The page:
Jessica: I have no theories because I don’t like Who mythology. I think that’s been my main problem with most Moffat episodes. For me, I feel like he creates these grand arcs that personally have absolutely zero resonance. I miss the days of Eccleston and Tennant because I feel like Doctor Who used to have really great characterization, so that I used to actually feel things while watching episodes (even for characters who only appeared once!) and Moffat makes it all about explosions and half-sensical reveals. But I really liked this episode, for the most part! It felt more in the spirit of show I used to really love. I think I would be very disappointed if it ends up being tied into more of that nonsense from the past couple of seasons, although it seems very likely that it will be. I did think it was a nice way to re-set the Dalek storyline, which was becoming rather rote. I think overall it shows a lot of promise for the new season!

Sam: I think opening Gallifrey up for the 50th anniversary makes a lot of sense. If they want to do a year full of tributes, having access to the old stories and characters is a good idea. I think RTD royally messed up the whole Gallifrey thing, especially with that ridiculousness with the Master, but that’s just an opinion, and I’d like to see Moffat tackle it.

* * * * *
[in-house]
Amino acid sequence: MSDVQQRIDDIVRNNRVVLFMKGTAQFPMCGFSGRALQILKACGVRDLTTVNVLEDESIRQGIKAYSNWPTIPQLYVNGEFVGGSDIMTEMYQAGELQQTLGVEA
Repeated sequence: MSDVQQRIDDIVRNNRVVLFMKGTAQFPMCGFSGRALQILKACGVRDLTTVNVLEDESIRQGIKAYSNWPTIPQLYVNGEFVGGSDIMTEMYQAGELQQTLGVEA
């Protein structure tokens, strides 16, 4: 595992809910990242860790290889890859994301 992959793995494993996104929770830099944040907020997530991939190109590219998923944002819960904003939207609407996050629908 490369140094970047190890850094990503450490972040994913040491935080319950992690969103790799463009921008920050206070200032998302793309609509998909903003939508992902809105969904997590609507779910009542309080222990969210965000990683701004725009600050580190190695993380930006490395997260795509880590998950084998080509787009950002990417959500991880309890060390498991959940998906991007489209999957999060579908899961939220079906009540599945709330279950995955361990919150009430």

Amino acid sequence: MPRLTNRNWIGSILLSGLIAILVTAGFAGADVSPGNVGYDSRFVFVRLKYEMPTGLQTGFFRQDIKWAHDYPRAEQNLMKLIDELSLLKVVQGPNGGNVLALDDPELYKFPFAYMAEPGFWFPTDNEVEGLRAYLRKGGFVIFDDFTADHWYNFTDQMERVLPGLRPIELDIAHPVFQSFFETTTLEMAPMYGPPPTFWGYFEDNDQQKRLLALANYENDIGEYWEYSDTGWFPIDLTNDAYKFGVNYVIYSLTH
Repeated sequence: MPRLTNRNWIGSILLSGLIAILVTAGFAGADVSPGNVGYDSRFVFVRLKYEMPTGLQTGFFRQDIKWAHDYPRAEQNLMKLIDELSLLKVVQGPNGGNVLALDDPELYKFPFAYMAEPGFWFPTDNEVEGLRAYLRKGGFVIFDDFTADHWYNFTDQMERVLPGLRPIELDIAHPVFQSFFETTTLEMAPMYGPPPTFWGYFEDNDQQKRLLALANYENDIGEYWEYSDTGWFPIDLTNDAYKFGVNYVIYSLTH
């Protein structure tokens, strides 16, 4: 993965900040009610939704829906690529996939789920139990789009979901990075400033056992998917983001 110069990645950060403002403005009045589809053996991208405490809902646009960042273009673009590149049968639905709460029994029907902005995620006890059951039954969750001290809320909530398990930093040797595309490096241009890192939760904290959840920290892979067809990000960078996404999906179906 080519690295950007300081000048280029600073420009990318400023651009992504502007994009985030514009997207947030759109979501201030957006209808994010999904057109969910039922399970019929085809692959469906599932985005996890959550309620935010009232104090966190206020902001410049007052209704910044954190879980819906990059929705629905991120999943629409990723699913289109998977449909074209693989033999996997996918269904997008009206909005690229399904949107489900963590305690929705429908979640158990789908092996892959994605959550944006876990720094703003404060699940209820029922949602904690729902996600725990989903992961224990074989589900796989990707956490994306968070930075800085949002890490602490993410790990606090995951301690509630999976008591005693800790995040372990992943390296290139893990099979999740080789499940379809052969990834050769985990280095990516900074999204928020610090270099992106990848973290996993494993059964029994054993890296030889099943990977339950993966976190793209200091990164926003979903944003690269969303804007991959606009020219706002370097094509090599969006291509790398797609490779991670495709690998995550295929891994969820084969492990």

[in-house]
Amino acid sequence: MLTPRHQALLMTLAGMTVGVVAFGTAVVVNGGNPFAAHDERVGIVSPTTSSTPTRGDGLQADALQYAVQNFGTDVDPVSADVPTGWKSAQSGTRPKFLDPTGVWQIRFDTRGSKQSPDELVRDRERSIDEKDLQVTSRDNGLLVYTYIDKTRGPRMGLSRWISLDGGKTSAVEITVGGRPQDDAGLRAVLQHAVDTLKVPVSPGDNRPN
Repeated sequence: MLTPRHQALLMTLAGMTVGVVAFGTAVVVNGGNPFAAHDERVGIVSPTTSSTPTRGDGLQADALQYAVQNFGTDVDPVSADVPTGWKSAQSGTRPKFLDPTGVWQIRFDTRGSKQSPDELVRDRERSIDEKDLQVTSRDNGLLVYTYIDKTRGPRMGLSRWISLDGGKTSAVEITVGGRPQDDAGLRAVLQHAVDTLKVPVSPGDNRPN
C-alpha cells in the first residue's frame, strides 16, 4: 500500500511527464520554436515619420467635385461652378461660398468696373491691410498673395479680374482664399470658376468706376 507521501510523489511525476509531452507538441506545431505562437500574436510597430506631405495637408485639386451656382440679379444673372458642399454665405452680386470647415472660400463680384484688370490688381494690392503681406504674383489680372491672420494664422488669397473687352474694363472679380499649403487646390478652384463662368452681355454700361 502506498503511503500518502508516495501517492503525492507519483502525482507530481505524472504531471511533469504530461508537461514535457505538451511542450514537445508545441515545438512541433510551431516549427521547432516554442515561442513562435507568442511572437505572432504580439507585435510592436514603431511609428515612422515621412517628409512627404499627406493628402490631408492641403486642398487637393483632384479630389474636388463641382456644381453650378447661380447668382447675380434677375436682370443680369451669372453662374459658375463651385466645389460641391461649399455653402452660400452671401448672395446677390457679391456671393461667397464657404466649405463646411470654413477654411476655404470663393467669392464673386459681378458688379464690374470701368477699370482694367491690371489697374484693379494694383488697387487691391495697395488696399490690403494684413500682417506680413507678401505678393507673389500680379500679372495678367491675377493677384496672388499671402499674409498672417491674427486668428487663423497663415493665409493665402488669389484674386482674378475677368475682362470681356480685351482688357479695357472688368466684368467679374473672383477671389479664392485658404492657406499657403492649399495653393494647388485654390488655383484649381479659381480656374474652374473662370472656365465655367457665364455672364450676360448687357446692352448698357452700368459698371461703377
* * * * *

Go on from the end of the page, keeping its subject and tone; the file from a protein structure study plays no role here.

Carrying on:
Personally, I think this makes the Daleks interesting again. They’re the Doctor’s oldest foes, and I’m excited to see how rebooting them plays out.

Anika: …I just really want a Dalek companion. As much as I liked Oswin and the resolution of this episode, my favorite moment was Amy’s Dalek hallucination. There was a vague end-of-Titanic feel to it, and then there was a ballerina. A ballerina Dalek. I LOVED that. Daleks are clunky, menacing, antiseptic, scary, and mean. The opposite of a young ballerina with flowing hair. But they both dance in a circle. “Do you know how you make someone into a Dalek? Subtract love, add anger.” Somewhere inside that spinning Dalek is a little girl who still loves to dance.

Two animated images side by side -- a young ballerina and a small white Dalek, both spinning

Those are the moments I watch for, and those are the questions I’m interested in.

Ballerina gif found on tumblr, maker unknown.